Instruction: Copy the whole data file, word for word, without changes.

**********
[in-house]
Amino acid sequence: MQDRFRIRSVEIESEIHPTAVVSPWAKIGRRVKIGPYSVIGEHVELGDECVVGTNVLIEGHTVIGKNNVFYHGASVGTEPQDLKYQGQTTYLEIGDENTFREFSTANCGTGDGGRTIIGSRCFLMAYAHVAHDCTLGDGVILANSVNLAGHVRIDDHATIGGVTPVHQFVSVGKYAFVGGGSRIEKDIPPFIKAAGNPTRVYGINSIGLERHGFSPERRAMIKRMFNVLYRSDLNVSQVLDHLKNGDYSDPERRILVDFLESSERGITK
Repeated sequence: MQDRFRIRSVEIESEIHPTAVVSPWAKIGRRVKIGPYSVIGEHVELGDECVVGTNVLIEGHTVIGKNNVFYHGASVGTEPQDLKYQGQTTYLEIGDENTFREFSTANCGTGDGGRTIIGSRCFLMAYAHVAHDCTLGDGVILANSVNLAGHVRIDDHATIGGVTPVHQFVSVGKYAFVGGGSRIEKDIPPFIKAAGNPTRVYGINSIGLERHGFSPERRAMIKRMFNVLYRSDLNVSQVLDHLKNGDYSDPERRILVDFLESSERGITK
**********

[in-house]
Amino acid sequence: MQDRFRIRSVEIESEIHPTAVVSPWAKIGRRVKIGPYSVIGEHVELGDECVVGTNVLIEGHTVIGKNNVFYHGASVGTEPQDLKYQGQTTYLEIGDENTFREFSTANCGTGDGGRTIIGSRCFLMAYAHVAHDCTLGDGVILANSVNLAGHVRIDDHATIGGVTPVHQFVSVGKYAFVGGGSRIEKDIPPFIKAAGNPTRVYGINSIGLERHGFSPERRAMIKRMFNVLYRSDLNVSQVLDHLKNGDYSDPERRILVDFLESSERGITK
Repeated sequence: MQDRFRIRSVEIESEIHPTAVVSPWAKIGRRVKIGPYSVIGEHVELGDECVVGTNVLIEGHTVIGKNNVFYHGASVGTEPQDLKYQGQTTYLEIGDENTFREFSTANCGTGDGGRTIIGSRCFLMAYAHVAHDCTLGDGVILANSVNLAGHVRIDDHATIGGVTPVHQFVSVGKYAFVGGGSRIEKDIPPFIKAAGNPTRVYGINSIGLERHGFSPERRAMIKRMFNVLYRSDLNVSQVLDHLKNGDYSDPERRILVDFLESSERGITK